- How can physiological measures augment digital engineering solutions? E.g., can eye-tracking or motion-capturing provide alternative means to control a computer?
- How might we address all human senses (or more human senses) with digital engineering solutions? E.g., what if users received more information via tactile experiences?
- How can data modelling, data analysis and/or machine learning benefit (neuro-) design thinking objectives?
It is possible to conduct a bigger project by working on your subject in the class “Ambidextrous Thinking” as well. It is also possible to continue a project begun in an earlier neurodesign course if you would like to.
Equipment that you can use for projects includes:
- Consumer-grade EEG kits: Muse 2
- BITalinos plugged dual for electromyography (EMG), electrocardiography (ECG), electrodermal activity (EDA), electroencephalography (EEG), to measure motion (accelerometer, ACC), light (LUX) and record button presses (BTN)
- Empatica E4 wristbands for the measurement of skin conductance, motion & heart rate etc.
- Tobii Pro Nano for eye tracking
- Speakers (Yamaha HS8 & audio interface Focusrite), e.g. for 3D data sonification
As long as we cannot meet in person to exchange equipment, there is even more reason and opportunity for being creative. You are welcome to experiment with all body-related measures that you deem interesting, which you can assess. E.g., you could use your webcam for self-recordings, analysed for emotions or posture and body motion via open source software. You could use your mobile phone to track body motion; maybe the phone even allows you to track your heart rate. You could analyse your own typing behaviour, the impact of sleep, of break times, music, meditation or nutrition on your work and/or wellbeing, or whatever you would like to try out in this field. In addition, this course is supported by several expert neuroscientists, who have ample data available that you can analyse, visualize, sonify etc.
There are no prerequisites for attending this class.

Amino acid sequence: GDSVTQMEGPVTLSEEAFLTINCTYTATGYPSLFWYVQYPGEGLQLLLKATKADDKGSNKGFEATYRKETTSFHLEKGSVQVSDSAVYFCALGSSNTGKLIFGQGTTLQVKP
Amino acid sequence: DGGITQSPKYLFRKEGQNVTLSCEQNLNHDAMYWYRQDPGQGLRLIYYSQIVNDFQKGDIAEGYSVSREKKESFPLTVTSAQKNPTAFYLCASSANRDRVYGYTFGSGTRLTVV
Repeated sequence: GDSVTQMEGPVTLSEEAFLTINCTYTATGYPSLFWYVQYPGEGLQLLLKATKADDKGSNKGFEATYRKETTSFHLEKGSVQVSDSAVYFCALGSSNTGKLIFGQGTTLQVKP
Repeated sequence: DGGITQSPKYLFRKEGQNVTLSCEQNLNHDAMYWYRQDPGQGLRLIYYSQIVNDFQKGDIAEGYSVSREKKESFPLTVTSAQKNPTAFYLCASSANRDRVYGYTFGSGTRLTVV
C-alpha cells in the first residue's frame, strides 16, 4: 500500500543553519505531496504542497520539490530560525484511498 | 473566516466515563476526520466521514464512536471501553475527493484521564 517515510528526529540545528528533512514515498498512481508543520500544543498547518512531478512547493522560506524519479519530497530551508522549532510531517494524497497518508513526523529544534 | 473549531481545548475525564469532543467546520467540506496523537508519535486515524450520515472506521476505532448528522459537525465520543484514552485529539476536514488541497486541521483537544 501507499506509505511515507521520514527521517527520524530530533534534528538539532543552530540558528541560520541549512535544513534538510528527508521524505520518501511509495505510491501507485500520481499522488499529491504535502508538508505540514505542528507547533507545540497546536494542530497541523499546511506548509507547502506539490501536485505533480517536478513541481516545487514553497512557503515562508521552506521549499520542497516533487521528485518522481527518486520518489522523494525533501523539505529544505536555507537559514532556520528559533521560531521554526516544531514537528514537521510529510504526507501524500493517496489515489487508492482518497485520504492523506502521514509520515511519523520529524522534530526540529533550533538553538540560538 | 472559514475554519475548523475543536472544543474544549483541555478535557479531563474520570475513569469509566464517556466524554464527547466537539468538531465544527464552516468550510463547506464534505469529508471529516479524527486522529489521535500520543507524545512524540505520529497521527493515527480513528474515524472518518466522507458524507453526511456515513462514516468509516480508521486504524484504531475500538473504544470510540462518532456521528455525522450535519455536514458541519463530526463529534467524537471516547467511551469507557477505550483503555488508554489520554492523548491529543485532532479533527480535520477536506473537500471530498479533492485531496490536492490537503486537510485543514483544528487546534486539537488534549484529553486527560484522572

To intensify your learnings, you can also take part in the seminar “Ambidextrous Thinking” on Mondays (3:15-4:45 p.m.), but this is not obligatory. As long as the challenging health situation endures, the seminar will also be hosted online in the form of a b.MOOC on openHPI.
- 1/4 of your grade is based on brief weekly course submissions regarding each session topic (plan ca. 10-15 min per week).
- 1/4 of your grade is based on your first project presentation.
- 1/4 of your grade is based on your final project presentation.
- 1/4 of your grade is based on an academic poster you submit on behalf of your project. The poster is due until August 31, 2020.
27.4. Introduction to (Neuro-) Design Thinking for Digital Engineering
4.5. Insights from research: Creative processes
11.5. Insights from research: Creative people
18.5. Insights from research: Creative places
25.5. Irene Plank: Key skills “empathy & theory of mind” – and the biological underpinnings
8.6. First project presentations
15.6. Topic hosted by Dr. Shama Rahman on brain data and creative engineering
22.6. Topic hosted by Dr. Marisol Jimenez on music and creative engineering
29.6. Innovation modelling
6.7. Case discussion: Innovation in the automobile industry (by Katharina Dieterich & Verena Kaschub, Universität Stuttgart)
13.7. Key skills “need-finding & prototyping” – and the biological underpinnings
20.7. Final project presentations